Historically, physicians have been tasked with looking after their patients' physical health, diagnosing disease, applying treatments, or healing injuries. As medicine has evolved, so has the idea of what it meant to be “healthy.”
“Health and well-being are not the same thing, but they are closely related to each other,” said William Dale, MD, PhD, chief of the section of geriatrics and palliative medicine at the University of Chicago. “As doctors we think of health in terms of disease—does a patient have this disease or that disease?—but well-being encompasses a lot more than just physical health alone.”
In 1946, the World Health Organization defined health as “a state of complete physical, mental and social well-being and not merely the absence of disease or infirmity.” Dr. Dale and colleagues applied this definition in a study published on May 15 by Proceedings of the National Academy of Sciences.
They sought to create a comprehensive model of health that measured multiple health domains, including medical, physical, psychological, functional, and sensory measures, and compared it with a medical model that focused only on diseases. Using the medical model, two-thirds of the older U.S. population was considered to be generally healthy, but using the comprehensive model, one-half of this “healthy” population was reclassified as less healthy and was considered to have significant vulnerabilities that could affect the chances of death or incapacitation within the next 5 years.
Social and economic indicators have also been found to affect health outcomes. A project in St. Louis, “For the Sake of All,” found a strong link between such factors as education and neighborhood and disease, disability, and death in African-American communities. For example, ZIP codes only a few miles away from each other had an 18-year difference in life expectancy, with residents in poorer areas lacking in healthy food options, safe outdoor spaces, and access to medical care. To help change these disparities, the project investigators recommended systemic fixes, such as investment in education and mental health awareness and treatment.
How to assess
The Robert Wood Johnson Foundation Commission to Build a Healthier America has recommended expanding the definition of vital signs to include not only things like heart rate, blood pressure, and temperature but also key factors that influence health like employment, education, and housing. However, Dr. Dale noted that the health care system is still not well-equipped for assessing a patient's overall well-being, so internists often need to forge their own path.
Rebecca J. Kurth, MD, FACP, an internist in New York City, focuses on 4 domains: diet, exercise, sleep, and mood. Are patients getting 150 minutes of aerobic exercise a week? Are they getting 3 meals a day? Are they within a calorie amount appropriate for their height, weight, gender, and age? Are they getting 7 hours of sleep? Do they feel safe in bed? Do they feel down or depressed? Do they do activities that give them pleasure?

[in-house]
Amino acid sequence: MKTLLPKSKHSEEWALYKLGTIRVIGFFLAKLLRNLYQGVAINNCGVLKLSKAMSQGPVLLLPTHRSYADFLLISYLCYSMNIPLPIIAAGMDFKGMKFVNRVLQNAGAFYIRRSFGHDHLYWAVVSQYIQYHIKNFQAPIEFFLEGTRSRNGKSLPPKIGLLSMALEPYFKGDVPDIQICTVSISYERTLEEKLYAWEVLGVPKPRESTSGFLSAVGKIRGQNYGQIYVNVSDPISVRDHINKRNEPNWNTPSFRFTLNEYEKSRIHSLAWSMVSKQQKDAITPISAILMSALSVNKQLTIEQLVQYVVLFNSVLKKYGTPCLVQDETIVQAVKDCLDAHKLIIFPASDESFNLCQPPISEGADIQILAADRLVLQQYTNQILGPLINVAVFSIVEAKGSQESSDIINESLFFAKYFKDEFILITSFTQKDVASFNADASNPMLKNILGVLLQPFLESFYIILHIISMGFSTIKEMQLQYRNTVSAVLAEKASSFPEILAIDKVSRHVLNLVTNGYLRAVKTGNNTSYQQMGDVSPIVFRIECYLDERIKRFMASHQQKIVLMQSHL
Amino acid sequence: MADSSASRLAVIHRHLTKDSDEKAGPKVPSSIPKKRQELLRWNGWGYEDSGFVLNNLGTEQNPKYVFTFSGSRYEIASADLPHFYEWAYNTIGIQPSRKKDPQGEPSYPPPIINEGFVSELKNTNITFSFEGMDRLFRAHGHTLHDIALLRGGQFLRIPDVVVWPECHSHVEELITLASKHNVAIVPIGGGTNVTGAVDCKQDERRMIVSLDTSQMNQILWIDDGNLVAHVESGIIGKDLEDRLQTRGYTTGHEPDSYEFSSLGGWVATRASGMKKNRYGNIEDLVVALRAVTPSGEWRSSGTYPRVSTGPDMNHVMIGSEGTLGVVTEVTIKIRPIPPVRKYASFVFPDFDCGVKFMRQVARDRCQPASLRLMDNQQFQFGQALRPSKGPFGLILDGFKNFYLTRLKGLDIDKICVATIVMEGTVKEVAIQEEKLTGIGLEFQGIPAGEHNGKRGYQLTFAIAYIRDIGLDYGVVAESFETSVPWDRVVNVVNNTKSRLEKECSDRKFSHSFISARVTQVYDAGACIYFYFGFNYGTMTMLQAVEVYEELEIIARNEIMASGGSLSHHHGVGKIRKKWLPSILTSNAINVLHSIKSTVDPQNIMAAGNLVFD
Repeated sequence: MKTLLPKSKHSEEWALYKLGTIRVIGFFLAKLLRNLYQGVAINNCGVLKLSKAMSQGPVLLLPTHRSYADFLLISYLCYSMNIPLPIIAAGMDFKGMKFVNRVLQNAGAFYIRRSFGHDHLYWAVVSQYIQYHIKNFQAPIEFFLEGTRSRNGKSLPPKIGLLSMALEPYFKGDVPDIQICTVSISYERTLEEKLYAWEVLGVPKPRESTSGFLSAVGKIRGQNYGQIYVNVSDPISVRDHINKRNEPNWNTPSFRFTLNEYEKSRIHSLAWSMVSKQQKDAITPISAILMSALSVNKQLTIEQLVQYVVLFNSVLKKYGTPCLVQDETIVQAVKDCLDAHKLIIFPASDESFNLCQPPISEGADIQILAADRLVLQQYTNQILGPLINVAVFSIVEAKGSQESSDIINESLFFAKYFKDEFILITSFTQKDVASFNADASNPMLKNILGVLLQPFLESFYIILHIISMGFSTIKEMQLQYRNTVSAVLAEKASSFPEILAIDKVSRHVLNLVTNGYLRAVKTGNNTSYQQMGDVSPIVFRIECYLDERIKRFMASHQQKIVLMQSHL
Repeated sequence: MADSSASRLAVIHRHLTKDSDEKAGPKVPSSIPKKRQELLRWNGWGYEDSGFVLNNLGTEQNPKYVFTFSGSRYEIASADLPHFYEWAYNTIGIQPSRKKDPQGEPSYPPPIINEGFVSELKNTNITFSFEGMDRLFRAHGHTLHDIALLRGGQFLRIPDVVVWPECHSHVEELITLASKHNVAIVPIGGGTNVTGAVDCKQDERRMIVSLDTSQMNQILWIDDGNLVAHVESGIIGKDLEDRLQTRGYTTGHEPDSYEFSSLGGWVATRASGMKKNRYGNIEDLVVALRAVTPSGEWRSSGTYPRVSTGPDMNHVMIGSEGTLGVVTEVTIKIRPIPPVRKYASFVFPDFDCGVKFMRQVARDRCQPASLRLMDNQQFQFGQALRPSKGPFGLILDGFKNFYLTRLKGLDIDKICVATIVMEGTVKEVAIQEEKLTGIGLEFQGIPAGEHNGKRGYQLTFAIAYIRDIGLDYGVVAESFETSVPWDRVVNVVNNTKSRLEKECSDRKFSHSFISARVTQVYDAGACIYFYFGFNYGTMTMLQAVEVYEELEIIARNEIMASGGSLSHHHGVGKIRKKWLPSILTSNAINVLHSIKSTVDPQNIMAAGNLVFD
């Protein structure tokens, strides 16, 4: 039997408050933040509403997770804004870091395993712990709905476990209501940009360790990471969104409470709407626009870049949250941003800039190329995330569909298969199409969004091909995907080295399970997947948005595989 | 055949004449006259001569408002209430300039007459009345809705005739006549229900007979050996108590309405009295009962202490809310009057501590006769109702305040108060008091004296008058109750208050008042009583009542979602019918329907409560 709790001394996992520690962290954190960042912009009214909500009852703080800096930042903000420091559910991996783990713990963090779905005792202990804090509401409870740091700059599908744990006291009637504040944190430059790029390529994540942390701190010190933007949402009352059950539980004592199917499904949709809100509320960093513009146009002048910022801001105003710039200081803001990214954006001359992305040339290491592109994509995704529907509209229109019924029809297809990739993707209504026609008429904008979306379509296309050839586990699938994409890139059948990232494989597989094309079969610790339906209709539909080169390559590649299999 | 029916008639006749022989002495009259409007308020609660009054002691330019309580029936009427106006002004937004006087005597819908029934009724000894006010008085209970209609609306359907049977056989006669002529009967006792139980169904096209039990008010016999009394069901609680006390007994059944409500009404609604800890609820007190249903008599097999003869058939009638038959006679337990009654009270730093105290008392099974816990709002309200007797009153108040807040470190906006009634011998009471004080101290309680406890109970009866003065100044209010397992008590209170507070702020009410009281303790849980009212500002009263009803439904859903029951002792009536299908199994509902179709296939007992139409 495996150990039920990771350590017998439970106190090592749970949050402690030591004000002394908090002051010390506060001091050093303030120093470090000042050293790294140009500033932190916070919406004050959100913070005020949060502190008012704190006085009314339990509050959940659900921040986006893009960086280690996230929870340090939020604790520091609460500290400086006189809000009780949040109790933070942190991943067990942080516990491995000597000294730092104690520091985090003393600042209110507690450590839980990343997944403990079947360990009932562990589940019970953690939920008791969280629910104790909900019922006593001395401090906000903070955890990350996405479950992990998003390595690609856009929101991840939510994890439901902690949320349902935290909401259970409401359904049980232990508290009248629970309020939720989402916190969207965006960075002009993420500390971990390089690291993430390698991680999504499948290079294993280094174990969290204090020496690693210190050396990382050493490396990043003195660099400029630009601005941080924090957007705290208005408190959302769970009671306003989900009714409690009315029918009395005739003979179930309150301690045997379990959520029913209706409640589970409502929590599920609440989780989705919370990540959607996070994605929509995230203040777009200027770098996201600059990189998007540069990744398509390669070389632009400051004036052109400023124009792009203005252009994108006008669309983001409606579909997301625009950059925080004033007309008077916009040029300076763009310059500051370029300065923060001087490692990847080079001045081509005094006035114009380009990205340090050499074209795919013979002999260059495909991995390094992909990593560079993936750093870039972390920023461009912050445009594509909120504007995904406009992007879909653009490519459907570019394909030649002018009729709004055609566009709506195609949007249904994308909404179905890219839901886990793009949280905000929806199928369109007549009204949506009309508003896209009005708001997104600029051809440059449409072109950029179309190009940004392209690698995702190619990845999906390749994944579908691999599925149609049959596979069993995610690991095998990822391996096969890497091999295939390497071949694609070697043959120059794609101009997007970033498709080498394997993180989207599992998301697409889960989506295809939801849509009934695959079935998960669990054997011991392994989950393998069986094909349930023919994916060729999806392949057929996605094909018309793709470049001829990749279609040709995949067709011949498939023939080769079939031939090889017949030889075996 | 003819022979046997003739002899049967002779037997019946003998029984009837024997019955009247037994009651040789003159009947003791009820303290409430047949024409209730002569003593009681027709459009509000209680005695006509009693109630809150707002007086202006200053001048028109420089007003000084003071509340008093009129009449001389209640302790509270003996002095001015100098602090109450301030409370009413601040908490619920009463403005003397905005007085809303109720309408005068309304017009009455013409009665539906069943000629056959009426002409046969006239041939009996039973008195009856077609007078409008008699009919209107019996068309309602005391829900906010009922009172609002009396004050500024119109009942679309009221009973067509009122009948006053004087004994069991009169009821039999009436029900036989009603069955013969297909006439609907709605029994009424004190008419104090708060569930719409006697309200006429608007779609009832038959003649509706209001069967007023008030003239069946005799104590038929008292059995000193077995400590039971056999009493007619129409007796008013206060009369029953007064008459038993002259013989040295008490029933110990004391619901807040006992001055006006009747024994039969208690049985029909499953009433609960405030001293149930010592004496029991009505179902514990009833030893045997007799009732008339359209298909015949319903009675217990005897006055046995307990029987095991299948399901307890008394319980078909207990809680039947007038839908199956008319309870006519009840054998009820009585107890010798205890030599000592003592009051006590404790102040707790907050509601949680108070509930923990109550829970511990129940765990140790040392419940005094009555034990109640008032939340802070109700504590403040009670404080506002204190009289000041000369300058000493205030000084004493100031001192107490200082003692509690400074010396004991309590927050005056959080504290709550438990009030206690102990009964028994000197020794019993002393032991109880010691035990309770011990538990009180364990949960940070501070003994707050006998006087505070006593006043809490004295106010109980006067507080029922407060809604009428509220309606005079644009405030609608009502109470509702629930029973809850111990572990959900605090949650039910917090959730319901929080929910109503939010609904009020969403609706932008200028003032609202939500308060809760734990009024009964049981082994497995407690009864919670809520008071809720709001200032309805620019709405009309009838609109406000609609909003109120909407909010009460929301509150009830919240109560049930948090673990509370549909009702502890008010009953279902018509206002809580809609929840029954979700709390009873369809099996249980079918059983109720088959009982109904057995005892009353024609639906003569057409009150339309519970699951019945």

“I use basic, open-ended questions and try to make patients feel safe,” Dr. Kurth said. “If a patient feels safe, they are more likely to be open and give information.”
Although her practice does use screening forms, especially for things like depression, Dr. Kurth said she has found in her 20 years of practice that patients may be less likely to put information about well-being on a form because they feel that certain things, for example, admitting that they have had thoughts of hurting themselves, can be embarrassing.
Dr. Dale agreed. “Especially given the current time restraints, assessments of well-being are often not done formally with a standard questionnaire but are done by talking with a patient and getting an open-ended history,” he said.
Dr. Dale typically starts visits by asking patients to rate their health as excellent, very good, good, fair, or poor and will ask follow-up questions based on the response. In his experience, patients are honest, but their responses can be limited by their ability to accurately assess themselves.
“I have been in clinic with an older patient and asked them if they are able to do housework, and they respond, ‘Yes!’” Dr. Dale said. “Meanwhile a family member or spouse at the appointment with them is shaking their head side to side, signaling a silent ‘No!’. Sometimes older patients do not recognize how much help they are getting from others or do not realize that they are finding ways to compensate for things they can no longer do.”
Patients may also feel a social pressure to say that everything is OK, Dr. Dale added. He recommended asking patients questions that are specific and allowing them to open up. Instead of asking patients how they are feeling, ask how they feel that day compared with how they usually feel.
In contrast, Jason Q. Purnell, PhD, MPH, assistant professor at Washington University in St. Louis and the lead investigator on the “For the Sake of All” project, does not believe these assessments are entirely intuitive for physicians. Instead, physicians should take advantage of the variety of standardized well-being assessments that are available, he said.